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Is there any way to do that? I have the .o file that has been converted from .c, and now I want to go the opposite way. I have tried using Boomerang but I am still a bit confused using it, and the result is only a return text function :\

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marked as duplicate by H2CO3, Mysticial, Jonathan Leffler, paddy, Mac Jul 8 '13 at 23:16

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If the object file contains no unnecessary symbols or debug information and has been compiled with optimizations, you probably won't get terribly close to the original C code. However, it should still be possible to understand the fundamental control flow from the machine code.

Use something like objdump -dax -Mintel file.o to display the disassembly.

If you still have symbols in the file and compiled without optimizations, you should see very clearly each function and the function calls.

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I can see the function names, function calls, but I need to know what is going on, even if it is not nicely formatted. Right now this is part of what I can see when I run that command: 2cc: 8b 45 e0 mov eax,DWORD PTR [ebp-0x20] 2cf: 83 45 e0 01 add DWORD PTR [ebp-0x20],0x1 2d3: c7 44 24 10 01 00 00 mov DWORD PTR [esp+0x10],0x1 2da: 00 2db: 89 44 24 0c mov DWORD PTR [esp+0xc],eax –  nonion Jul 8 '13 at 23:19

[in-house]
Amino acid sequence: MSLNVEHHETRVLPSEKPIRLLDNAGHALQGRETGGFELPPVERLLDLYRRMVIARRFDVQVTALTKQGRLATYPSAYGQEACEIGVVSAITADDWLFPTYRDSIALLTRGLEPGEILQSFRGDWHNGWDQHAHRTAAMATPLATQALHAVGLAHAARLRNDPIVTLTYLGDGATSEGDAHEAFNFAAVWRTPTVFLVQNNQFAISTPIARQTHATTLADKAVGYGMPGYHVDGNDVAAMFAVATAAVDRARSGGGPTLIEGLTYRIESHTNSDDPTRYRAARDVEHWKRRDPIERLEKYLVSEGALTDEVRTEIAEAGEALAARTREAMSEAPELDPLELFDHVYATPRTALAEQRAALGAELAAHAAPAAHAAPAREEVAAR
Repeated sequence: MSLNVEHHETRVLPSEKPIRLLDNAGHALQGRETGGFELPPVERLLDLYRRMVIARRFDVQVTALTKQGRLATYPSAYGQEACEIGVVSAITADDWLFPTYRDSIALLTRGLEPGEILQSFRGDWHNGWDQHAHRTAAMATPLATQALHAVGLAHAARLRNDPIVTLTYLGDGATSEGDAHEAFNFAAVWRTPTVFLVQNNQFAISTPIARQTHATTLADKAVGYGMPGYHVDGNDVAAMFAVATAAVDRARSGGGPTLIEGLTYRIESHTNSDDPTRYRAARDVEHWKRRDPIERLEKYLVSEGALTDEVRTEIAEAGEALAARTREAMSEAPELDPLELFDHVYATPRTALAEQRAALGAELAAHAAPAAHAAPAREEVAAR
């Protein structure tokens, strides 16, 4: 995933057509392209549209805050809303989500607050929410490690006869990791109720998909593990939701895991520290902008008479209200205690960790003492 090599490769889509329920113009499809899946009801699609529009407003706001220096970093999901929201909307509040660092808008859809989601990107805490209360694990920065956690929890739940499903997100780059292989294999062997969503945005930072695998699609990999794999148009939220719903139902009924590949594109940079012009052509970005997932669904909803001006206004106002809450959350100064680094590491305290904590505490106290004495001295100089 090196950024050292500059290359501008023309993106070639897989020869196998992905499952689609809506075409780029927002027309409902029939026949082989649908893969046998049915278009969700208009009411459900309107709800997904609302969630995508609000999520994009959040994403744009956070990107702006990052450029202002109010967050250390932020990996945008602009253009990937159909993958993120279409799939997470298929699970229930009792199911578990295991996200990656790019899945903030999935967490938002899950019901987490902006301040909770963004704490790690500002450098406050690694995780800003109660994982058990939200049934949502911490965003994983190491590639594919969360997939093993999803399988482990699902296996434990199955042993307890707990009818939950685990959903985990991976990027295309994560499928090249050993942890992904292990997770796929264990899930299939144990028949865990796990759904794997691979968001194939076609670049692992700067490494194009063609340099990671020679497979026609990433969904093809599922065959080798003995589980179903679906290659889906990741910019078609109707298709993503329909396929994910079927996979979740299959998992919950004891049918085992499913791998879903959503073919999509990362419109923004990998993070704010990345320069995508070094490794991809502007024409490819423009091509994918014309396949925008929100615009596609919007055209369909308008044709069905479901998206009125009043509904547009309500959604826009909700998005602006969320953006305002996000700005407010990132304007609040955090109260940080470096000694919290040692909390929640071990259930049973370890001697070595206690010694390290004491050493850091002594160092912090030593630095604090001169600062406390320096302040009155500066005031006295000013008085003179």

It might be easiest to learn some assembler! There are lots of very common constructions, and if you recognize a few, you should be able to make sense of that very rapidly. A good way to go about this is to inspect the output of your own C programs and learn from those... –  Kerrek SB Jul 8 '13 at 23:24
    
So there's no way to do it fast? The code itself isn't very long (the whole file is probably 100 lines), and I just need a program or something to get the source code out :\ –  nonion Jul 8 '13 at 23:46
    
There are tools, but they have their own downsides. I tried boomerang with limited success (only IA32). People seem to like IDA Pro, but you have to pay for that, and learn it... –  Kerrek SB Jul 8 '13 at 23:50
    
On the other hand, knowing assembler will enrich your whole life, and with a bit of practice you should make it through 100 lines in no time :-) –  Kerrek SB Jul 8 '13 at 23:52
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